LIHU‘E — Tuesday was the first day of a three-day, virtual conference, “Hawai‘i’s Advantage to Federal Contracting.”
The conference is hosted by the Hawai‘i Small Business Development Center, Hawai‘i Procurement Technical Assistance Center and state Department of Business and Economic Development and Tourism, and runs to May 6.
Robbie Melton of the HSBDC Kaua‘i said the conference is giving island business owners an understanding of their unique advantage when it comes to accessing federal contracts.
“This is a great opportunity to learn how to expand your reach into the federal government under the Small Business Association HUBZone program,” Melton said.
“Our two islands are 100% designated a federal HUBZone. If you provide professional services, IT services, health care, industrial products and services, travel, security, construction and related services, human capital and other manufactured goods, you don’t want to miss this.”
The conference is 8 to 11 a.m. each day, with opportunities for participants to ask questions.
The cost is $49 for all three days, with an overview of the HUBZone program and application presented by the SBA HUBZone office in Washington, D.C., and the U.S. Navy Pacific Missile Range Facility commissary, which will be discussing purchasing programs.
A HUBZone-certified company based on Kaua‘i will discuss best practices for working with federal contracts, and the HPTAC will discuss how to become procurement-ready.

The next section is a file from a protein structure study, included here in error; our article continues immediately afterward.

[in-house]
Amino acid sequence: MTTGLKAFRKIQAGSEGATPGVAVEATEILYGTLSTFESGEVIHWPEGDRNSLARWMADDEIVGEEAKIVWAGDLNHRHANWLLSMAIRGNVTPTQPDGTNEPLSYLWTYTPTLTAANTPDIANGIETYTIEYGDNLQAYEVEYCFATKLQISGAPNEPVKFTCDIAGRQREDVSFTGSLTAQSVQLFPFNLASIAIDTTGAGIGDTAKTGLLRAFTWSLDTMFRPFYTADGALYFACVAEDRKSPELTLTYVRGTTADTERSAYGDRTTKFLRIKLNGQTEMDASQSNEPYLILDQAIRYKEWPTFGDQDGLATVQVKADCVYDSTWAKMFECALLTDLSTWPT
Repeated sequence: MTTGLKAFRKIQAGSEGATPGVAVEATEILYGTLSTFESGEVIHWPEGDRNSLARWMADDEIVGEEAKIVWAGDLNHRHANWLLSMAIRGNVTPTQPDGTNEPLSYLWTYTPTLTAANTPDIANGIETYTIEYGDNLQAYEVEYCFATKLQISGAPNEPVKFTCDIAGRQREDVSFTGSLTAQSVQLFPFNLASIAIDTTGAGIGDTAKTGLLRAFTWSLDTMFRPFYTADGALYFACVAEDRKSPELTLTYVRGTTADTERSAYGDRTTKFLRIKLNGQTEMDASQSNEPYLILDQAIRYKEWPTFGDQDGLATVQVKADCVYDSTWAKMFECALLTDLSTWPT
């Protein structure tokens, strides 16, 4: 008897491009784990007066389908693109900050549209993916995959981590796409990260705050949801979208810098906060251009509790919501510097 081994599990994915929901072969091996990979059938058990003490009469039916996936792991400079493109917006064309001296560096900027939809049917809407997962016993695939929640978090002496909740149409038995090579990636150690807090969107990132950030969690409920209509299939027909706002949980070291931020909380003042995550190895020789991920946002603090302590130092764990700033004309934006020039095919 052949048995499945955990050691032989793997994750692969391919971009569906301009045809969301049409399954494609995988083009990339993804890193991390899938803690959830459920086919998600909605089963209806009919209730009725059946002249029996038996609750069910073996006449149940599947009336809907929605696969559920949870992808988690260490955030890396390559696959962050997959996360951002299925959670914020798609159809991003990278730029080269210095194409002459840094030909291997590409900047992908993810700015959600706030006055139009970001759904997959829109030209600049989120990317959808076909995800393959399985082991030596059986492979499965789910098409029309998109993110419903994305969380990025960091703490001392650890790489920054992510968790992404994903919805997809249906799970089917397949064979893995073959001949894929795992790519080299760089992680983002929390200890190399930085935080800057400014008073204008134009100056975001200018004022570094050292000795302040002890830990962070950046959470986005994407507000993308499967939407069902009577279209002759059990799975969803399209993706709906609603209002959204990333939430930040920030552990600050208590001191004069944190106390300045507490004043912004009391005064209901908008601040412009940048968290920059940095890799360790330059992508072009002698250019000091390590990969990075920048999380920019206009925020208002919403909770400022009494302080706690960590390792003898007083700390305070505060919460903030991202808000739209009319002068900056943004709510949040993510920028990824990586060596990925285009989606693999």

“I’ve organized a special conference with DBEDT and PTAC for our Kaua‘i and the island of Hawai‘i businesses on how they can sell their goods and services to the federal government,” Melton said. “Kaua‘i and the island of Hawai‘i have a special designation, and sadly very few companies on the island know about it.”
On the first day of the conference, Melton explained how the entire island is designated a HUBZone, which means it can make it easier for companies on Kaua‘i to qualify to get certified as a HUBZone company.
“I learned this during FEMA. They came in about a year and a half ago, after a year after the floods,” Melton said. “And they were saying how they were looking for companies to be in the HUBZone program, so it would make it easier for them to procure goods and services when a natural disaster came.”
According to Melton, there are 24 federal agencies participating, and the SBA’s Washington team were guest speakers Tuesday.
“Tomorrow (Wednesday) we have federal procurement officers speaking, and what they’re looking for, and what they procure in their departments,” Melton said.
Bruce Purdy, SBA deputy director, said the HUBZone program was created in 1999, and is designed to fuel economic development in distressed communities by providing access to federal contracts.
“The way it really works is the federal government has set a 3% goal across all federal agencies to procure from HUBZone-certified firms,” Purdy said. “So there’s a 3% goal. And basically what the government agencies do is they can set aside contracts for HUBZone-certified firms.”
Purdy said small businesses meet certain qualifiations to get certified. After certification, they have the opportunity to bid on contracts; not just any contracts, but also those set aside as designated for HUBZone-certified businesses.
“And so what this means is that when they bid in, get awarded those contracts, it brings those HUBZone dollars into the communities. It helps not only those businesses; it helps their employees, it helps the communities overall, so it helps us (get) some of those federal dollars into the hands of local communities,” Purdy said.
Register for the remainder of the conference at hisbdc.org or call 808-241-3148.
Stephanie Shinno, education and business reporter, can be reached at 245-0424 or firstname.lastname@example.org.